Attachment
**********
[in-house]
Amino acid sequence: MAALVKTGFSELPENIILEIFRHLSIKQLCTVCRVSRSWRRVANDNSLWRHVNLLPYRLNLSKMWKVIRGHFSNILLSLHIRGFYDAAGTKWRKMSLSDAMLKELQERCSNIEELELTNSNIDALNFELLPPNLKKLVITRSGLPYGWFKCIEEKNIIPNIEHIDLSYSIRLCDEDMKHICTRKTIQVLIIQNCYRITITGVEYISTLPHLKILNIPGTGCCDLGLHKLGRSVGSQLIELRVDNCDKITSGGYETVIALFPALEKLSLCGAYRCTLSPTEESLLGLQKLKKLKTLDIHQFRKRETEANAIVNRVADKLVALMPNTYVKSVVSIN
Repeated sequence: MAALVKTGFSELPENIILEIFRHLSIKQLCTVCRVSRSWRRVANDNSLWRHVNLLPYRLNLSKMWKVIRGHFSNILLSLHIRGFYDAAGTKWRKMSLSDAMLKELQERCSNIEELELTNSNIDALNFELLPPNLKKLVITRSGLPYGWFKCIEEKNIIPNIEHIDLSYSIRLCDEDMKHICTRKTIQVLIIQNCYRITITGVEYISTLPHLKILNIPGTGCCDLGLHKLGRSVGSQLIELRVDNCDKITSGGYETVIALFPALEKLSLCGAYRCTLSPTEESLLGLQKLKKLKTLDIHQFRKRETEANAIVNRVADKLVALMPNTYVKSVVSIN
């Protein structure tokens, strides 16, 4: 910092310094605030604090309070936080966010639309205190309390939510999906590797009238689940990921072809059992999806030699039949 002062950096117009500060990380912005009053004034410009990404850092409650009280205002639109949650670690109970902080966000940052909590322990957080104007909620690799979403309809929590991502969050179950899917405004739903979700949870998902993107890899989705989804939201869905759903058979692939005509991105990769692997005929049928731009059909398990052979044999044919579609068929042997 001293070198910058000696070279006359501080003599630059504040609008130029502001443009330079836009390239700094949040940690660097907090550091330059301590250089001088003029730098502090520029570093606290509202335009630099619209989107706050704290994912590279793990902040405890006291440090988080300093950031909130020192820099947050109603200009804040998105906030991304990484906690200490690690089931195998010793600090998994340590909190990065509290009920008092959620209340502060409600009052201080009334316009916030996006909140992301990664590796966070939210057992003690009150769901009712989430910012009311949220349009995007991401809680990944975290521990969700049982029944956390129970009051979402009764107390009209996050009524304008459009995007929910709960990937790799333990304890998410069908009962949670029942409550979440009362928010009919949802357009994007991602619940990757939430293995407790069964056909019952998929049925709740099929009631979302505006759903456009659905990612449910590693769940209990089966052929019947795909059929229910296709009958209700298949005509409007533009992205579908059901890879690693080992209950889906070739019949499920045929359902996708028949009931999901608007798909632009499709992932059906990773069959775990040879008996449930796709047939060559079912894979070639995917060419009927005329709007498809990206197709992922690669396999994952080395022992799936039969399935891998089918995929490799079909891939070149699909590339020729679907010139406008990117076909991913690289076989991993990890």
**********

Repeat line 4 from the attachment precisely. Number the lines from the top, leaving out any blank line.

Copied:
């Protein structure tokens, strides 16, 4: 910092310094605030604090309070936080966010639309205190309390939510999906590797009238689940990921072809059992999806030699039949 002062950096117009500060990380912005009053004034410009990404850092409650009280205002639109949650670690109970902080966000940052909590322990957080104007909620690799979403309809929590991502969050179950899917405004739903979700949870998902993107890899989705989804939201869905759903058979692939005509991105990769692997005929049928731009059909398990052979044999044919579609068929042997 001293070198910058000696070279006359501080003599630059504040609008130029502001443009330079836009390239700094949040940690660097907090550091330059301590250089001088003029730098502090520029570093606290509202335009630099619209989107706050704290994912590279793990902040405890006291440090988080300093950031909130020192820099947050109603200009804040998105906030991304990484906690200490690690089931195998010793600090998994340590909190990065509290009920008092959620209340502060409600009052201080009334316009916030996006909140992301990664590796966070939210057992003690009150769901009712989430910012009311949220349009995007991401809680990944975290521990969700049982029944956390129970009051979402009764107390009209996050009524304008459009995007929910709960990937790799333990304890998410069908009962949670029942409550979440009362928010009919949802357009994007991602619940990757939430293995407790069964056909019952998929049925709740099929009631979302505006759903456009659905990612449910590693769940209990089966052929019947795909059929229910296709009958209700298949005509409007533009992205579908059901890879690693080992209950889906070739019949499920045929359902996708028949009931999901608007798909632009499709992932059906990773069959775990040879008996449930796709047939060559079912894979070639995917060419009927005329709007498809990206197709992922690669396999994952080395022992799936039969399935891998089918995929490799079909891939070149699909590339020729679907010139406008990117076909991913690289076989991993990890």